Although the Mesopotamian region maintained its independence through this period, it was not a power in the Near East, and mostly sat out the large wars fought over the Levant between Egypt, the Hittite Empire, and Mitanni (see below), as well as independent peoples in the region. Assyria participated in these wars toward the end of the period, but the Kassites in Babylon did not. They did, however, fight against their longstanding rival to the east, Elam (related by some linguists to the Dravidian languages in modern India). In the end, the Elamites conquered Babylon, bringing this period to an end.

Hurrians

The Hurrians were a people who settled in northern Mesopotamia and South-East Anatolia circa 1600 BC, and by circa 1450 BC established a medium-sized empire called Mitanni, and temporarily made tributary vassals out of kings in the west, making them a major threat for the Pharaoh in Egypt. The Hurrian language is related to the later Urartian, but there is no conclusive evidence these two languages are related to any others.

Hittites

By 1300 BC the Hurrians had been reduced to their homeland and the status of vassal to the "Hatti", the Hittites, a western Indo-European people (belonging to the linguistic "kentum" group) who dominated most of Asia Minor (modern Turkey) at this time from their capital of Hattusa.

Bronze Age collapse

Records from the 12th and 11th centuries BC are sparse, but Assyria and Babylon remained important. The 10th century is even worse, with very few inscriptions. Mesopotamia was not alone in this obscurity: the Hittite empire fell at the beginning of this period and the Egyptians left few records. This was a time of invasion by many new people throughout the Near East.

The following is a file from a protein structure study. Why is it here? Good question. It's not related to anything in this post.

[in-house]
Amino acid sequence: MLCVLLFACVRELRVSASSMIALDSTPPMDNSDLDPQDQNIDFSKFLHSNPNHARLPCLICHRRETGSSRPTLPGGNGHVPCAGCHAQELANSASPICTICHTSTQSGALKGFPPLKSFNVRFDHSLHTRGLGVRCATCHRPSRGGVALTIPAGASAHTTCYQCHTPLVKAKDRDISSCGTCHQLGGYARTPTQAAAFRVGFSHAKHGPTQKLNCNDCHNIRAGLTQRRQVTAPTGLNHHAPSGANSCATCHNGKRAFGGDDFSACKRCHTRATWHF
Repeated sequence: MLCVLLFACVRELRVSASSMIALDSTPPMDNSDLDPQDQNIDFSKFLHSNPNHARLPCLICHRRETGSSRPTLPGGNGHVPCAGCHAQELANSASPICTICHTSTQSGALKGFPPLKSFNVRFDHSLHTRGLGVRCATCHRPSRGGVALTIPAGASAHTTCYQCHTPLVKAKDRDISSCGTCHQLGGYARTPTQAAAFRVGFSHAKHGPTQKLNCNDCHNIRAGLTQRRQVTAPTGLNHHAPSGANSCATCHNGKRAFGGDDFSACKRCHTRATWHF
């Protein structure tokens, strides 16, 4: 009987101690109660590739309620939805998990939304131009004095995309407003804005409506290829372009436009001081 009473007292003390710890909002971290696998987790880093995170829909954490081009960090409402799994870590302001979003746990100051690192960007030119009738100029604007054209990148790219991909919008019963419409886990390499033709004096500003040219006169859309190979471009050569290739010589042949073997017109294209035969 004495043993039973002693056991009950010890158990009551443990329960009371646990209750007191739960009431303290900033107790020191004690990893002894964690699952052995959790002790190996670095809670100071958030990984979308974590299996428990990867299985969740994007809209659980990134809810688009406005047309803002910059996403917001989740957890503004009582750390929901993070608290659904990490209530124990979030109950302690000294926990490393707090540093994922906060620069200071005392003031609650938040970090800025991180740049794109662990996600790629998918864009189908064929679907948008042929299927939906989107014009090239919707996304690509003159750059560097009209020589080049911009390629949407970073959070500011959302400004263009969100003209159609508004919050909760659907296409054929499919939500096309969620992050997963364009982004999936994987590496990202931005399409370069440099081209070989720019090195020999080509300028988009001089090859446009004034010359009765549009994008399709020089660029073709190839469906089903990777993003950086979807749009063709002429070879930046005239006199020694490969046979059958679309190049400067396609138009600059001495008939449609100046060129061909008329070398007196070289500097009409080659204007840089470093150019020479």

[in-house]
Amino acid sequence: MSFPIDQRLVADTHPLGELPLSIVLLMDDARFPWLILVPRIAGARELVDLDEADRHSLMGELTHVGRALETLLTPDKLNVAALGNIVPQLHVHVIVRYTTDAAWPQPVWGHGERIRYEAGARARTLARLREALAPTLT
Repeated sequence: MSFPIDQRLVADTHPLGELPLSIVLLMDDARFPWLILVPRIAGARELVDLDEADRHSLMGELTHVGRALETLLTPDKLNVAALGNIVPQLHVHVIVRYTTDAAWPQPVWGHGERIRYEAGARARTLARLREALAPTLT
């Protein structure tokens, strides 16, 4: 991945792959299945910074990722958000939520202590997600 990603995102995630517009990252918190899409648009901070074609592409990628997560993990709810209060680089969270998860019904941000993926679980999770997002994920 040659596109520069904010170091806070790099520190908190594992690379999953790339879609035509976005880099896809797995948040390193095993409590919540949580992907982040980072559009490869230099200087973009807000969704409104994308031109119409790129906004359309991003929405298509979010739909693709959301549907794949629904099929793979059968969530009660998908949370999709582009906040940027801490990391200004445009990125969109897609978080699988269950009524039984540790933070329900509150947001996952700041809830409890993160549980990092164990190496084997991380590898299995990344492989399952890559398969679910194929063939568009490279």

Iron Age

Classical Antiquity to Late Antiquity

Northern Mesopotamia fell under Median Empire rule in the 7th-6th century BC (Cyaxares). Cyaxares reorganized and modernized the Median Army, then joined with King Nabopolassar of Babylon. These allies overthrew the Assyrian Empire and destroyed Nineveh in 612 BC. After this victory, the Medes conquered Northern Mesopotamia, Armenia and the parts of Asia Minor east of the Halys River, which was the border established with Lydia after a decisive battle between Lydia and Media, the Battle of Halys ended with an eclipse on May 28, 585 BC. Babylon and Lydia fell under Persian rule in the 6th century BC (Cyrus the Great).

After two centuries of Achaemenid rule, Mesopotamia fell to Alexander the Great in 330 BC, and remained under Hellenistic rule for another two centuries, with Seleucia as capital from 305 BC. In the 1st century BC, Mesopotamia was in constant turmoil as the Seleucid Empire was weakened by Parthia on one hand and the Mithridatic Wars on the other. The Parthian Empire lasted for five centuries, into the 3rd century AD, when it was succeeded by the Sassanids. The Sassanid Empire finally fell to the Rashidun army under Khalid ibn al-Walid in the 630s.

Middle Ages to Early Modern Period

During the early Middle Ages, Khalid ibn al-Walid led the Islamic conquest of Iraq in the early 7th century. The region came to be known as Iraq in Arabic and was ruled by the Caliphate for over six centuries until the 1258 sack of Baghdad. It then came under Mongol rule for nearly a century, and was then under Turkic rule for nearly another four centuries, throughout the late Middle Ages and into the Modern period, under the Safavids and later, following the conquests of the Ottomans (Suleiman the Magnificent).

Modern history

Following World War I and the collapse of the Ottoman Empire, Mesopotamia was administered by the British Empire, in 1932 granted independence as a kingdom under Faisal I of Iraq, the first Arab monarch of Mesopotamia since caliph Al-Musta'sim. The Hashemite monarchy was overthrown by a military coup in 1958, and replaced by the Republic of Iraq.

See also

Notes

  1. ^ Early cultures include those of the Sumerians, Akkadians, Babylonians, and Assyrians; it was also the source of major cultural innovations, such as the invention of writing. Absolute dates for events in the 2nd to 3rd millennia BCE are under some debate due to an uncertainty in chronology. The so-called "short chronology" is used in this article for consistency.